EMC Execs Take Aim At Cisco HyperFlex, Flash Storage Competitors After Q1 Revenue Decline

Solution providers make sense of what big vendors jumping into the hyper-converged market means.

With its acquisition by Dell fast approaching, and another quarter of lackluster financial results in the books, EMC execs are striking an aggressive pose to counter hyper-converged market moves by Cisco, and do battle with all-flash storage providers Pure Storage and NetApp.

During a conference call to discuss first-quarter earnings Wednesday, David Goulden, CEO of EMC's Information Infrastructure division, said the company is leading the charge toward widespread adoption of all-flash storage and said no competitor can match EMC's hyper-converged offerings.

Chairman and CEO Joe Tucci said the company's plan for 2016 calls for revenue, earnings and cash flow growth.

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But despite red-hot market growth and undeniable buzz, a top exec at one large EMC solution provider said the jury is still out on which of the vendors playing in the hyper-converged space will establish a dominant position.

"It's too early for any of the hyper-converged plays," said the executive, who wished to remain anonymous. "We're getting sales with VSAN, Nutanix, SimpliVity and VxRail, and we're just getting [Cisco] HyperFlex into our labs, so who knows?"

[Related: EMC Vs. Dell Top Executive Compensation: How Do They Compare?]

On the storage front, the executive said EMC's flash storage victories over competitors like NetApp or Pure Storage haven't yet outweighed the declines in the Hopkinton, Mass.-based firm's traditional storage portfolio.

"Sure, we've seen EMC beat NetApp and others, and vice versa," the solution provider executive said. "But one transaction, good or bad, doesn't make a trend, and generally, our EMC business is down."

In partnership with VMware and its VCE unit, EMC introduced its VxRail line in mid-February. Just weeks later, Hewlett Packard Enterprise and Cisco each introduced hyper-converged solutions of their own. Goulden said Wednesday that the appliance is already exceeding the company's expectations, adding that he expects VxRail to be a market leader in short order.

"We've actually taken up our internal expectations for it for the year," Goulden said. "We had an aggressive set of goals coming out of the gate, and we actually increased those based on what we've seen based on a few weeks in the marketplace. We think we can be in a market-leading position with this technology by the end of this year."

Asked how VxRail would compete with Cisco's new HyperFlex solution, or with solutions from hyper-converged infrastructure startups like Nutanix, Goulden said the combined capabilities of EMC and VMware would be difficult for any competitor to beat.

VxRail, Goulden said, "takes better advantage of the VMware capabilities than anybody else out there. We've done some really neat packaging around the system itself in terms of the modular family range, entry price points. We've basically integrated a lot of EMC storage technology. As customers look at it, it's very differentiated, particularly in the VMware environment, where it excels, but the inclusion of replication technology, of backup technology from EMC makes it a really powerful combination and nobody else can offer that kind of combined integrated offering with that feature functionality with our support point."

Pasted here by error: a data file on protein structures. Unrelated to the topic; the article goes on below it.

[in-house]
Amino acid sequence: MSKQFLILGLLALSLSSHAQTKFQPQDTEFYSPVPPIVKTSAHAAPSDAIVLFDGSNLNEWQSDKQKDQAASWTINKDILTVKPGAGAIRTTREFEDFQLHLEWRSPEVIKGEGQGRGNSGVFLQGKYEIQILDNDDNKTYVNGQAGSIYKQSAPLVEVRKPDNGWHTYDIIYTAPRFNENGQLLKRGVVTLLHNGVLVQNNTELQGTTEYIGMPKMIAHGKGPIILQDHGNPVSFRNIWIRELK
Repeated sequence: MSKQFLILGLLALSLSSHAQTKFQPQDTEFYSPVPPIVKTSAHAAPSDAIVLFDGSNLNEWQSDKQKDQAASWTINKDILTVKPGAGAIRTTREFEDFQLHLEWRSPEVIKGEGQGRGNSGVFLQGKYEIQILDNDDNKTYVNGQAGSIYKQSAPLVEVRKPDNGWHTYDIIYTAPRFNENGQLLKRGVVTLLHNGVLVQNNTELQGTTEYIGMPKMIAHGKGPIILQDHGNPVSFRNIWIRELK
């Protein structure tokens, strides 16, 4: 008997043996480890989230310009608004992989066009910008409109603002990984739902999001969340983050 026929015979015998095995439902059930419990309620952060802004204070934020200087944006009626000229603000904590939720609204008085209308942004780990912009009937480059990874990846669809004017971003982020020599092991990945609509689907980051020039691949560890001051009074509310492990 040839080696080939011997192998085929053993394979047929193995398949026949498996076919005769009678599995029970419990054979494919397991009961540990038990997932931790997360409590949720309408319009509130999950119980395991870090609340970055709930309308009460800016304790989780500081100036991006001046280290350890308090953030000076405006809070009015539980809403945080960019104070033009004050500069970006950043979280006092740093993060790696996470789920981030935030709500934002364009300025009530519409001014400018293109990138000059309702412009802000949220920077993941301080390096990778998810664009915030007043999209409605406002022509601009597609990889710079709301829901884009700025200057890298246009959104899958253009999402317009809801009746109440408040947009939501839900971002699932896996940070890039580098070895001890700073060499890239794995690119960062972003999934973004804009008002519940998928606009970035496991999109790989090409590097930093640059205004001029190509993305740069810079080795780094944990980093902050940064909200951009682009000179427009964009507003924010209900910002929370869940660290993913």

In storage, Goulden said, 2016 would be a "tipping point," at which all-flash systems begin to dominate the market.

"Of new systems shipped [this year], more than half will be all-flash," Goulden said. The market has reached a point where all-flash systems can be had for the same money, and perhaps even less, than traditional systems.

Pure Storage, Goulden said, has "limited ability to scale out," and EMC replaced all of one large European customer's NetApp gear during the quarter.

"It becomes a no-brainer in the primary storage marketplace. … That will play out in 2016 -- it's been a tidal wave coming, and now it's going to break on the shore."

Goulden said EMC would introduce a new line of mid-tier all-flash storage systems at its annual EMC World conference in early May.

Still, the rise of all-flash and the rapid growth of EMC's other businesses, including VMware, and its Pivotal cloud software business hasn't yet been enough to offset weakness in EMC's traditional storage portfolio. EMC Information Infrastructure, the company's largest division, posted a 6 percent year-over-year revenue decline for the quarter, erasing 56 percent growth at Pivotal and 5 percent growth at VMware.

Overall, the company reported $5.5 billion in revenue for the quarter, a 2 percent year-over-year decline.

Because of its pending acquisition by privately held Dell, EMC did not provide expectations for future financial results Wednesday. If the transaction closes between May and June, this could be the last quarter for which EMC reports quarterly results publicly.

The acquisition, initially valued at around $60 billion, is expected to close between May and October. Tucci said both EMC and Dell are awaiting approval for the deal from Chinese regulators, and that process seems to be on track. EMC's second quarter ends June 30, and it would likely report results for that period in mid-July.

Tucci said the Dell merger, which will create an $80 billion IT industry powerhouse, is "the best deal for our customers, shareholders and people," and he hinted that he may have a role with the combined company after the closing.

"I have a lot of energy left, and I'm going to continue to work," Tucci said. "There's potential to advise [Dell CEO] Michael [Dell], but I'm not going to go there yet. I'm not making myself part of this process."